The UK pound (GBP) against US dollar (USD) forex pair is trading nearly 1% higher so far this month but has struggled to push much beyond 1.36. With the Bank of England (BoE) and the Federal Reserve (Fed) possibly set to hike interest rates sooner than had been initially anticipated, could there be more upside for the pound?
This article looks at the currency’s key drivers and the latest forecast for GBP from some forex analysts for the rest of 2021 and beyond.
What has been happening to the UK pound recently?
The GBP/USD rate plunged in March 2020 as the pandemic took hold in the UK. The pair dropped from 1.3000 in mid-February 2020 to a low of 1.1477 on 19 March amid fears over the negative impact that Covid-19 could have on the UK economy.
The pair rebounded off this nadir and steadily moved higher across the rest of 2020, reaching pre-pandemic levels in August 2020 and starting 2021 at 1.3690, nearly 20% higher that the March 2020 low.
The UK’s rapid rollout of Covid-19 vaccines helped boost the pound relative to its peers in early 2021, as did a Brexit deal finally being agreed with the EU. GBP/USD reached a high of 1.4217 in February 2021, a level last seen in April 2018. After slipping lower in March and April, the pair’s rate grew to trade around the 1.4000 level during May and early June. Then, sterling started to weaken against the USD once again. The pair had been moving lower during the third quarter of the year, hitting a year-to-date low of 1.3417 in late September.
More recently, however, it’s rebounded off recent lows amid growing expectations that the BoE could move to tighten interest rates sooner than later. At the time of writing, 14 October, GBP/USD was trading around 1.370.
All the things investors may want to keep an eye on
In the latest BoE meeting, policy makers voted unanimously to keep interest rates at record low levels of 0.1%. The vote over whether to continue its quantitative easing (QE) asset purchasing programme unchanged saw the committee split 7-2. The majority preferred to complete the programme as it is. However, this was a more hawkish vote than previously, with Sir Dave Ramsden, the BoE’s deputy governor for markets and banking, joining Michael Saunders in voting against.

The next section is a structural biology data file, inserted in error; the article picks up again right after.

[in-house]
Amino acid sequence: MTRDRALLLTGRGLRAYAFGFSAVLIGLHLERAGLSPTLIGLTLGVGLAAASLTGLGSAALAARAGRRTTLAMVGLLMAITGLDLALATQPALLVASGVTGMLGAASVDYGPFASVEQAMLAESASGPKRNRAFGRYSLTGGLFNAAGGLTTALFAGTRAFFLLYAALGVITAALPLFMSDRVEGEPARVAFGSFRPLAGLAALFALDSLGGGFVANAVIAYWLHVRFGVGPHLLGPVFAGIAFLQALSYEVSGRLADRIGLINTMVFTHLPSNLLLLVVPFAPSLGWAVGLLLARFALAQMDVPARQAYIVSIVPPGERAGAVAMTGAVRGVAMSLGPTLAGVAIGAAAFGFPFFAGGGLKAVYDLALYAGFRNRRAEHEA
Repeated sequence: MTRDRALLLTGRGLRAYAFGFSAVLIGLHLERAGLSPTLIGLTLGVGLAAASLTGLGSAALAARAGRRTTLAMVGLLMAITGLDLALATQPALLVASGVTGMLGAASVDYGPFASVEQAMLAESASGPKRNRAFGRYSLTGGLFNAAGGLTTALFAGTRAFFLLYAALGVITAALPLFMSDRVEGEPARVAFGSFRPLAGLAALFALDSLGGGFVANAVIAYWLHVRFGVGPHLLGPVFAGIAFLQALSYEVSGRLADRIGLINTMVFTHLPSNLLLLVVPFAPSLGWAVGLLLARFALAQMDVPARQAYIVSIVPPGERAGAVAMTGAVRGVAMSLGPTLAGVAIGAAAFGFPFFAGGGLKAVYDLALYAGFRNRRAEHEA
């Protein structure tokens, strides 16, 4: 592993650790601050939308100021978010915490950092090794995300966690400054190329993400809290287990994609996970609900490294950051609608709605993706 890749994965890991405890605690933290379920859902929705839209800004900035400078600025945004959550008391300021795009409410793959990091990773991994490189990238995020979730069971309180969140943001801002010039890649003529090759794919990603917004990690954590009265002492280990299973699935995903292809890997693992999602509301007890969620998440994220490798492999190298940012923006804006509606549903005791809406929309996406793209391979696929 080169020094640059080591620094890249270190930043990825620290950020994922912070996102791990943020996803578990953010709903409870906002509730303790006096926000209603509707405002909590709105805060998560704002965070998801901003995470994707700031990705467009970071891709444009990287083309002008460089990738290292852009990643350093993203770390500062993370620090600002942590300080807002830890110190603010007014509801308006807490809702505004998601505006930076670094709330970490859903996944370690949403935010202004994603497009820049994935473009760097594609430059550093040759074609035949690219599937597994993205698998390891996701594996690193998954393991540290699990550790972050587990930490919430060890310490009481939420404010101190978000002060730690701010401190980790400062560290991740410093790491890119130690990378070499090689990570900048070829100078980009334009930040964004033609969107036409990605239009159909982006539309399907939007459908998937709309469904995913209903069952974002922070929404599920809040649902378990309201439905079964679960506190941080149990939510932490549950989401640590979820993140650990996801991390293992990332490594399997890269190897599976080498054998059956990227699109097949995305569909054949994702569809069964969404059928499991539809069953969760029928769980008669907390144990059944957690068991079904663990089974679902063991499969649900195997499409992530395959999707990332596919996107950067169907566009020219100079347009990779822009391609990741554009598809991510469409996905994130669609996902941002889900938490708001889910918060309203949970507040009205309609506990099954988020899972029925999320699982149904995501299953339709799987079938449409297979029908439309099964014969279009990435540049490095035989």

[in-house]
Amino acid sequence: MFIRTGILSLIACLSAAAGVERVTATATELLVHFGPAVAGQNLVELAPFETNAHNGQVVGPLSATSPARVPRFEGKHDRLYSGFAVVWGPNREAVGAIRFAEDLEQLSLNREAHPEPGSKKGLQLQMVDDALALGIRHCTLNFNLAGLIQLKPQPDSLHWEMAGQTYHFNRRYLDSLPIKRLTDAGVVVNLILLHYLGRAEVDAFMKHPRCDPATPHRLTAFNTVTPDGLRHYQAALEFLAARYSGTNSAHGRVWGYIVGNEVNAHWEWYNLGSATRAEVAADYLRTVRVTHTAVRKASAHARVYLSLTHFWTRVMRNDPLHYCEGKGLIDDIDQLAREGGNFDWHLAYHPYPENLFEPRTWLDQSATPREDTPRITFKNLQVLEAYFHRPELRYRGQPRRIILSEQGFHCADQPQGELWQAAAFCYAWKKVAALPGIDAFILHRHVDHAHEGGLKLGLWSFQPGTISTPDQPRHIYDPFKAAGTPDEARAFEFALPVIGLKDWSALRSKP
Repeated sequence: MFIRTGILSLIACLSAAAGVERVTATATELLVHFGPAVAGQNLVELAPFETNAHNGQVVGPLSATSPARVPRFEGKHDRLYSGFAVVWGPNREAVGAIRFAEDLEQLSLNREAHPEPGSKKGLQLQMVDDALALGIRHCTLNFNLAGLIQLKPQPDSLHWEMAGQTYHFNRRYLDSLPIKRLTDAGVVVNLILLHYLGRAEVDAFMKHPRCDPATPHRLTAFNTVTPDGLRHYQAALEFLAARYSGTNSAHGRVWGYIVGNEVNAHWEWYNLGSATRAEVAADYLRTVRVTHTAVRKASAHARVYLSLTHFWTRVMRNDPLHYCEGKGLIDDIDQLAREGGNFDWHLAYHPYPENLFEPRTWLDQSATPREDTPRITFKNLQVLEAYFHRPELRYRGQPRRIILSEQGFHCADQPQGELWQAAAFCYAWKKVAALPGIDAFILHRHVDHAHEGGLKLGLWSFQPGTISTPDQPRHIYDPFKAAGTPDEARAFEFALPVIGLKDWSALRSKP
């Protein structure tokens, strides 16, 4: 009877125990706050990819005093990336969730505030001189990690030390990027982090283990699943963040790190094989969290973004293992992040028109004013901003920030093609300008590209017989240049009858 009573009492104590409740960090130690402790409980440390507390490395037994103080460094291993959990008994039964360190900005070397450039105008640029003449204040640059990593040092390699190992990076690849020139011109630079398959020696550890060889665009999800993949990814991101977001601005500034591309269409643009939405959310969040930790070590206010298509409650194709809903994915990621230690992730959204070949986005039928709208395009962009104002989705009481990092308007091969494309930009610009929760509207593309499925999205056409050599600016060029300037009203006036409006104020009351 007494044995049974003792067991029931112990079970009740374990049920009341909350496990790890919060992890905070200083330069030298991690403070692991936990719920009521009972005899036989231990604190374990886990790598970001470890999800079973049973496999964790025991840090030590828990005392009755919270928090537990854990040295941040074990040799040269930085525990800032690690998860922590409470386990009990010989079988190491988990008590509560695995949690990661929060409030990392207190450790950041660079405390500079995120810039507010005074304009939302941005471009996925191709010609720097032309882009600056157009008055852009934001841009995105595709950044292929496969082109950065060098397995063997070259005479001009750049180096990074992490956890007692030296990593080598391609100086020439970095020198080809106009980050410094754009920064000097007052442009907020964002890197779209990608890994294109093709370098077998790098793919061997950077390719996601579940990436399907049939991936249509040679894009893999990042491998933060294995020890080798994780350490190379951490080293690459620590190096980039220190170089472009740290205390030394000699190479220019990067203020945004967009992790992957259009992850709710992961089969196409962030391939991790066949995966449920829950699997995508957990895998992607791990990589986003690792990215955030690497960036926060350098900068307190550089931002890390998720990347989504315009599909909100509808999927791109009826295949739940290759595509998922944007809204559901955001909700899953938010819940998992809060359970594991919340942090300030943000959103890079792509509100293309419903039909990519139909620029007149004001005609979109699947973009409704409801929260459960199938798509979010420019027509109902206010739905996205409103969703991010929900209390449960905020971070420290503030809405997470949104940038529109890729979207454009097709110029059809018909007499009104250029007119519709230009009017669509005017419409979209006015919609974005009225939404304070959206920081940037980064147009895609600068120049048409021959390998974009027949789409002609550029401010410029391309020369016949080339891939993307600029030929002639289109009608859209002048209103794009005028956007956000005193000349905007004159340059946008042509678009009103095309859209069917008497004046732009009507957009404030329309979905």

The BoE’s monetary policy committee noted in this meeting that inflation was now expected to peak at a higher rate as it continues to move away from the bank’s 2% target. In a letter to the Chancellor of the Exchequer to explain the overshoot in inflation, BoE Governor Andrew Bailey highlighted the impact of rising energy prices, supply chain bottlenecks and shortages, particularly in semiconductors, as contributing to the rise in prices, in addition to the effect of the economy reopening after the pandemic.
Bailey noted that rising wholesale electricity and gas prices are being passed to consumers, increasing bills for households and businesses. Furthermore, the price of crude oil surged to a seven-year high this week amid the ongoing energy crisis. With gas and coal prices also rising, oil has become an attractive and relatively cheap alternative for power generation, meaning that prices at the petrol pumps could continue rising, driving inflation higher.
These inflationary pressures could well mean that the BoE raises interest rates sooner than initially planned. Sauders confirmed these market fears in an interview with the Telegraph. The BoE policy maker said:
Finally, UK labour market data released in October also supported the case for the BoE to start hiking interest rates sooner. The Office of National Statistics (ONS) labour market report revealed that 207,000 jobs were added in September, taking total payrolls back to pre-pandemic levels. The unemployment rate slipped lower to 4.5% and average earnings including bonuses remained elevated, although eased slightly to 7.2%, down from 8%.
Finally, the number of vacancies for July to September topped 1.1 million for the first time since records began in 2002, suggesting that the labour market is strong enough to absorb those being released from the government’s furlough scheme as it expires.
At the time of writing (14 October), according to CME’s BoEWatch Tool, the UK’s central bank is expected to start raising rates in December this year.
These latest GBP news developments are helping the pound gain against other currencies such as the euro and the Japanese yen. However, an increasingly hawkish outlook from the US Federal Reserve (Fed) has caused the pound to struggle to push meaningfully past 1.36 against the USD so far in the fourth quarter.